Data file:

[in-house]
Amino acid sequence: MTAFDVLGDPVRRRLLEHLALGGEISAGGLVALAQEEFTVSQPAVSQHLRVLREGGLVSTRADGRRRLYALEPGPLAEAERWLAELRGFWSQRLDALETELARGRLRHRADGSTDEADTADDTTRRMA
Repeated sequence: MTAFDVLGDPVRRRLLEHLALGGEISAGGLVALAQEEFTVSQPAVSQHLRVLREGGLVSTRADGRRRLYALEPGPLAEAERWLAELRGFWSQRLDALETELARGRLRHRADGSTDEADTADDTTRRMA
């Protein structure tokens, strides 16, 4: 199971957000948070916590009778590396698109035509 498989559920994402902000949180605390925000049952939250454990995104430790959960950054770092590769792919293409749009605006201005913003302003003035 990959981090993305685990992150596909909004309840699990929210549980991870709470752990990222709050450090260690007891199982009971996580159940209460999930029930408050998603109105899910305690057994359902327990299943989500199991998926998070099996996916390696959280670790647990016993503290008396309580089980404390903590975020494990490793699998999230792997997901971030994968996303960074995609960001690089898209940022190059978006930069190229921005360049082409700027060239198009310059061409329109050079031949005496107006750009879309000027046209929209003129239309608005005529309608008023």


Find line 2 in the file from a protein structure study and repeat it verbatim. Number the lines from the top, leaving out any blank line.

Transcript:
Amino acid sequence: MTAFDVLGDPVRRRLLEHLALGGEISAGGLVALAQEEFTVSQPAVSQHLRVLREGGLVSTRADGRRRLYALEPGPLAEAERWLAELRGFWSQRLDALETELARGRLRHRADGSTDEADTADDTTRRMA